Avoiding the Blame Game

When negative issues surface in a marriage one of the first things that both spouses typically do is begin to identify the ways in which their partner contributes to or is responsible for the problems. This is a natural and instinctive process. Very few people possess the humility and insight to perceive their own role with respect to marital discord. However, assigning blame is both an unproductive way to deal with problems and a destructive force that may put the relationship in further jeopardy.

blame

Here are some things to consider regarding assigning blame for problems that arise in marriage.

(1) Take ownership. There are virtually no negative issues in marriage for which one partner deserves exclusive blame. There is usually enough to spread around. Even in those rare instances in which there is one spouse who is mainly responsible for a particular situation, the way the other spouse reacts may also be contributing to the problem. For example, withdrawing, nagging, appeasing, enabling, attempting to control, and so forth can all make the issues much worse than what they would otherwise be. Evaluate your own role and take ownership of it.

(2) Assume responsibility. Being aware of your part in marital problems and discord is not enough. You must assume responsibility for your part in the issues. This means not merely admitting that you are a contributor to the problem, but also includes taking steps to change your own behaviors. Sometimes effort in this regard sets the stage for your partner to become motivated to also make changes.

(3) Take initiative. Couples must deal with significant marital issues by addressing them together. But someone must take initiative to start the process of working to resolve problems together. It doesn’t matter if your spouse thinks you are more to blame or you think he/she is more to blame. The Gospel teaches us that that we are to go to the other person not only when we have offended them but also when they have done something to offend us (Mat. 5:23; 18:15). In both cases we are to take the initiative to gently confront the individual and start the healing process.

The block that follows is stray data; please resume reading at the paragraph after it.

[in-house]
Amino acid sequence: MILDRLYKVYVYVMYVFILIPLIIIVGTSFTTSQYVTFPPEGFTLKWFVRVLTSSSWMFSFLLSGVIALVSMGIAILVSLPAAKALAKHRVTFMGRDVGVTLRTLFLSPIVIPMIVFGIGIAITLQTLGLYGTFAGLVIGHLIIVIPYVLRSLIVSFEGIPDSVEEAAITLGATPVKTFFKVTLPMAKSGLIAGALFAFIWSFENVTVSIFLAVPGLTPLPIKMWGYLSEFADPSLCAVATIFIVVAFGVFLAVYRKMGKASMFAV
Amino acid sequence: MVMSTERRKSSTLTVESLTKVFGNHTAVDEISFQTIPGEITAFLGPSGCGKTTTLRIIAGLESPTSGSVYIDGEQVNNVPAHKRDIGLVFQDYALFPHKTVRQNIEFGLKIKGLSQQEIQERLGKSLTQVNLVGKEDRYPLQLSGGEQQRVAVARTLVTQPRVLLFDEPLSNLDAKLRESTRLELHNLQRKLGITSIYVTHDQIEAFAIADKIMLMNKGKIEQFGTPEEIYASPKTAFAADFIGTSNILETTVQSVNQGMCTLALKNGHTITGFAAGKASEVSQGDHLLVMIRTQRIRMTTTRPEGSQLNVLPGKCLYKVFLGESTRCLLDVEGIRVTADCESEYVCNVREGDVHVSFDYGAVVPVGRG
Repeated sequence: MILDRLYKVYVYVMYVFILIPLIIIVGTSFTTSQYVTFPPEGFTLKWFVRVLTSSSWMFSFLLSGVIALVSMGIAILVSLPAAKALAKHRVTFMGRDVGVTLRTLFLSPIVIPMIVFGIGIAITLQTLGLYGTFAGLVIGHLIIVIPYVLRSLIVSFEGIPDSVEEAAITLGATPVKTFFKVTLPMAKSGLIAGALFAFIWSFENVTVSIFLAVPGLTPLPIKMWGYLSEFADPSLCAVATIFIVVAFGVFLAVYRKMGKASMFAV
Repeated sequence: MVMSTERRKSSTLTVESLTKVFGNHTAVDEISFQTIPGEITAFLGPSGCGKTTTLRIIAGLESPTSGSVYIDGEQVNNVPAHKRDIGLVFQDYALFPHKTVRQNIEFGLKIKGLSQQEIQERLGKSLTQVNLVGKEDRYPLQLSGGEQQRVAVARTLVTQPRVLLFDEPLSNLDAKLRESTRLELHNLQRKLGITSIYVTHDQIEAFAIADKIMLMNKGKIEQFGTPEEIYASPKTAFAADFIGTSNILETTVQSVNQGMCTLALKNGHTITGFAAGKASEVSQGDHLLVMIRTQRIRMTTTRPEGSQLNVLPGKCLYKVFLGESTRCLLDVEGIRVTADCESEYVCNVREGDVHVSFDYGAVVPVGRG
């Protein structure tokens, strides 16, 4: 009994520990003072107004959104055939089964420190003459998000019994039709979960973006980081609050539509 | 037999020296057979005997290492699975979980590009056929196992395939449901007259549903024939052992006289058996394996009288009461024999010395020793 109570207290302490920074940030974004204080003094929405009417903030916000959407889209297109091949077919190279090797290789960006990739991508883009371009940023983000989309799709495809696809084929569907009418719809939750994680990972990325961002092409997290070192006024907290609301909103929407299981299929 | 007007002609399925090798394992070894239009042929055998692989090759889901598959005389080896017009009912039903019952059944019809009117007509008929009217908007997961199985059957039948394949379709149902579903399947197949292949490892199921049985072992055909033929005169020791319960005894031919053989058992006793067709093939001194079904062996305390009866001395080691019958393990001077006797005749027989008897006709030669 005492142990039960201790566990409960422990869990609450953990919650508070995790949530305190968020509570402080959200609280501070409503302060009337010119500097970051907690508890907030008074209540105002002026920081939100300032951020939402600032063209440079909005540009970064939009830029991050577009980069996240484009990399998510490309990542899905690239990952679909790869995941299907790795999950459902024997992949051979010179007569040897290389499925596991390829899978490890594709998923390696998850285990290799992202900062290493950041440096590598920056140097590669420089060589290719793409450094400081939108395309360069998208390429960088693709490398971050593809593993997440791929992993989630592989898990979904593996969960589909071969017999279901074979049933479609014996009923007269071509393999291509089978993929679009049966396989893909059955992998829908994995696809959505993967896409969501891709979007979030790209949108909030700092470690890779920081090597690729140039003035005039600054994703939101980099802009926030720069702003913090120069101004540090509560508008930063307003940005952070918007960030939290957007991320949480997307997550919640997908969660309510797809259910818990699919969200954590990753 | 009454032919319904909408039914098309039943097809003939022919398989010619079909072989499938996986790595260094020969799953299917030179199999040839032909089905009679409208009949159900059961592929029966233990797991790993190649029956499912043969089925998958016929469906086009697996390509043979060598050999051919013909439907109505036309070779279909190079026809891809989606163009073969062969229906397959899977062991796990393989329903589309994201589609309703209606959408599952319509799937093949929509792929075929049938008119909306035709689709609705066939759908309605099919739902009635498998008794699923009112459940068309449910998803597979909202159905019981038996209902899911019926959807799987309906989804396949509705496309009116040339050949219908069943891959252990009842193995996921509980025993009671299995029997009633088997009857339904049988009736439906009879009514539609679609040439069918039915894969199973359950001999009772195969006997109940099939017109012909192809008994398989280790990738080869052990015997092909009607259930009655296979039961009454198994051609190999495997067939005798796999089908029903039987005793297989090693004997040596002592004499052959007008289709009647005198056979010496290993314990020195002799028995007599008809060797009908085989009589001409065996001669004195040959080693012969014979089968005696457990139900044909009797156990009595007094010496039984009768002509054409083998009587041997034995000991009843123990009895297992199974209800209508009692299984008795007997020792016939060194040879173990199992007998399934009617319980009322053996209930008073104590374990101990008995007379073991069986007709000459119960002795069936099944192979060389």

(4) Stay United. Never think in terms of “your problems” or “my problems”. When you are in a loving relationship, all problems should become “our problems”. Always remember that negative issues in your relationship are “marriage problems” – never “spouse problems”. Do your best to minimize conflict and work as a team in actively improving the relationship.

(5) Exercise self-awareness and humility. It’s critical to remind yourself that your own perspective is almost always biased or skewed. It’s easy to see the faults with others, blame others, and take a position of superiority and judgmentalism. But it’s much better – both morally and in terms of effectiveness – to assume a humble demeanor and seek to be compassionate and understanding regarding the faults and shortcomings of your spouse.

Kirk VanOoteghem serves as Executive Pastor of River of Life in Muncie, Indiana.  He has many years of experience as a marriage counselor and educator and is the founder of MarriageMoment.org – an online ministry dedicated to protecting and strengthening marriages.

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